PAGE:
At one point, Gloria looked up to see two women running toward them with a black smudge jumping at their heels. "Is that a dog?” Gloria asked, before answering her own question:“No, it's too small to be a dog.  It's a cat!  Is she running with her CAT?!" In fact, it was a small black kitten.

Around the same time, back near Hump’s crossing, Joanna, Dave, and Alyssa Heintzelman were nearing the end of the trail, when a (different) black kitten came running up to Joanna, and meowed loudly at her.

As near as we can figure, someone had abandoned both kittens near Hump’s Crossing, and they had chosen to do so at just the right moment. Because these chance encounters ended up with both kittens finding their forever homes.

Dave Heintzelman was able to catch kitten #2 without much trouble, and little Beau (below, left) is now happily camped out in the Heintzelman’s home.

Kitten #1 followed the runners all the way to the parking lot, where it played hide-and-seek with a small handful of parkrunners, getting right up onto the tires of Trace’s car. With critical help from Ada Lee (one of the women the kitten had followed), and an offering of some chicken sausage as a lure by an innocent bystander, kitten #1 was finally collected. By then, Ada’s running companion had already called home to alert her husband and son that their son’s dream of having a kitten was about to come true, and they arrived on the scene, and took it home.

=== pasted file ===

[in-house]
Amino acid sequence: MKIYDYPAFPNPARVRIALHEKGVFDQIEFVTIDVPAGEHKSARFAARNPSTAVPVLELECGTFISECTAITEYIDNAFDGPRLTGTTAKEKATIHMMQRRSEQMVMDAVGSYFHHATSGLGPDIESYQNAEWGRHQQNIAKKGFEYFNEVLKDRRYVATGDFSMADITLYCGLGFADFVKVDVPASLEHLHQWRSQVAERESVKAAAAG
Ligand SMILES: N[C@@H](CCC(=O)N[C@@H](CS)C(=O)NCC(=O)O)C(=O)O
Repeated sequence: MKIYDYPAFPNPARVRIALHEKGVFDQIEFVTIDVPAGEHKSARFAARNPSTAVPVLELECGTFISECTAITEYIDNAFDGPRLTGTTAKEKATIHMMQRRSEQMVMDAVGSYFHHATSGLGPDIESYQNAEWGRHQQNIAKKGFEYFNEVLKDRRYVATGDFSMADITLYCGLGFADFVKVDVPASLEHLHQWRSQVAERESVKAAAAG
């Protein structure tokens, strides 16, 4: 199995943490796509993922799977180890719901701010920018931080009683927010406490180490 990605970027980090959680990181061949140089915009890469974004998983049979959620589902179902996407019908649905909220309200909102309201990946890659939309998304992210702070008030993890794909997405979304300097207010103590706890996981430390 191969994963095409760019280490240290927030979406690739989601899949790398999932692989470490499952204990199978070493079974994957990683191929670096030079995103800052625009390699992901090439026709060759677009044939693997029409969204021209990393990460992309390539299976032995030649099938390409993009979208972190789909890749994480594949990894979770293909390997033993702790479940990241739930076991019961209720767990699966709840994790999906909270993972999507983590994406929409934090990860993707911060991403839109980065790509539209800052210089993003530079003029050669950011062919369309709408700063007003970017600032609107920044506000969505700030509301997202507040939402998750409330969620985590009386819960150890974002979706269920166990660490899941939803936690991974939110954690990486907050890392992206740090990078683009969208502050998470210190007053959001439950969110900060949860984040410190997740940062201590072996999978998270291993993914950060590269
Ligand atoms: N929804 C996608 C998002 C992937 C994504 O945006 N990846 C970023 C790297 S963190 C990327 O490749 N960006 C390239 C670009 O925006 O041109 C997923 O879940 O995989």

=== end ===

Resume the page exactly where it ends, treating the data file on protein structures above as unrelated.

Now that’s what we call teamwork!


Meet Beau and ... other kitten?

The High Five Club

We love celebrating parkrun milestones, and we’re bummed to have missed a lot of 50 and 100 celebrations this spring. Our virtual parkruns are entirely off-label, unofficial, samizdat … you get the idea. But this means that we can roll out our own recognition for CPVp regulars, and so this week we’re giving a shout out for folks who have completed 5 virtual parkruns already.

Sorry, no t-shirts or medals. But we’re adding badges to our results list for folks who reach 5 CPVps. And the badge represents one of the things we miss about Saturday mornings: the high fives along the trail.

Congratulations to the FIFTY FOUR virtual parkrunners who took part every single week in May. Wow! You can see their names with the high five badge in this week’s results table.


Frank Snyder is confined to his retirement community in Gaithersburg during the pandemic, but he's one of our 54 virtual parkrunners with HIGH FIVE badges


Speed is all relative. We don’t much care whether you’re the fastest or the slowest, or go the longest or the shortest. But we LOVE celebrating your achievements.